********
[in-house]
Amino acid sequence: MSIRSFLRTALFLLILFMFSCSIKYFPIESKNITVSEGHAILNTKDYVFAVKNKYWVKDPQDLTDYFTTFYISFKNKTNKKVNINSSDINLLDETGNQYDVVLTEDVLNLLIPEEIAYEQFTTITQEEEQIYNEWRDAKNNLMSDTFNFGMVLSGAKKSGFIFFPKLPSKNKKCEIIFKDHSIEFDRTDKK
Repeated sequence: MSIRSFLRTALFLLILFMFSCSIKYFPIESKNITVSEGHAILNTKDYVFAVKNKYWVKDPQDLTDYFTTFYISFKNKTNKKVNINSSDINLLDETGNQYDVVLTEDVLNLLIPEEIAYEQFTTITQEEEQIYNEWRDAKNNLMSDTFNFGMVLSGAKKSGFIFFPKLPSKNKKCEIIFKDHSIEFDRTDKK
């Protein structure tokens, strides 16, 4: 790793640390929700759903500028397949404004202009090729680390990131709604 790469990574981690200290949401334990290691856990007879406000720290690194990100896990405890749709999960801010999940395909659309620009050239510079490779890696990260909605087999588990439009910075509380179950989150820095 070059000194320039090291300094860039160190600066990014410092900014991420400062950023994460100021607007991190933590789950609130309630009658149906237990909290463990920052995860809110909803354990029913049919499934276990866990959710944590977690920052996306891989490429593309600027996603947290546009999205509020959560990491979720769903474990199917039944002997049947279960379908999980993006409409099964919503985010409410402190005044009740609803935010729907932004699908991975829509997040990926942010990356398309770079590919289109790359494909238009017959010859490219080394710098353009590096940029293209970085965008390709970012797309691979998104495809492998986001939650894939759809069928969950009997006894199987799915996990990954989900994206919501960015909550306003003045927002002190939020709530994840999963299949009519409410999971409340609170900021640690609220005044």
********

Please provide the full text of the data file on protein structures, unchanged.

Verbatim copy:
[in-house]
Amino acid sequence: MSIRSFLRTALFLLILFMFSCSIKYFPIESKNITVSEGHAILNTKDYVFAVKNKYWVKDPQDLTDYFTTFYISFKNKTNKKVNINSSDINLLDETGNQYDVVLTEDVLNLLIPEEIAYEQFTTITQEEEQIYNEWRDAKNNLMSDTFNFGMVLSGAKKSGFIFFPKLPSKNKKCEIIFKDHSIEFDRTDKK
Repeated sequence: MSIRSFLRTALFLLILFMFSCSIKYFPIESKNITVSEGHAILNTKDYVFAVKNKYWVKDPQDLTDYFTTFYISFKNKTNKKVNINSSDINLLDETGNQYDVVLTEDVLNLLIPEEIAYEQFTTITQEEEQIYNEWRDAKNNLMSDTFNFGMVLSGAKKSGFIFFPKLPSKNKKCEIIFKDHSIEFDRTDKK
């Protein structure tokens, strides 16, 4: 790793640390929700759903500028397949404004202009090729680390990131709604 790469990574981690200290949401334990290691856990007879406000720290690194990100896990405890749709999960801010999940395909659309620009050239510079490779890696990260909605087999588990439009910075509380179950989150820095 070059000194320039090291300094860039160190600066990014410092900014991420400062950023994460100021607007991190933590789950609130309630009658149906237990909290463990920052995860809110909803354990029913049919499934276990866990959710944590977690920052996306891989490429593309600027996603947290546009999205509020959560990491979720769903474990199917039944002997049947279960379908999980993006409409099964919503985010409410402190005044009740609803935010729907932004699908991975829509997040990926942010990356398309770079590919289109790359494909238009017959010859490219080394710098353009590096940029293209970085965008390709970012797309691979998104495809492998986001939650894939759809069928969950009997006894199987799915996990990954989900994206919501960015909550306003003045927002002190939020709530994840999963299949009519409410999971409340609170900021640690609220005044």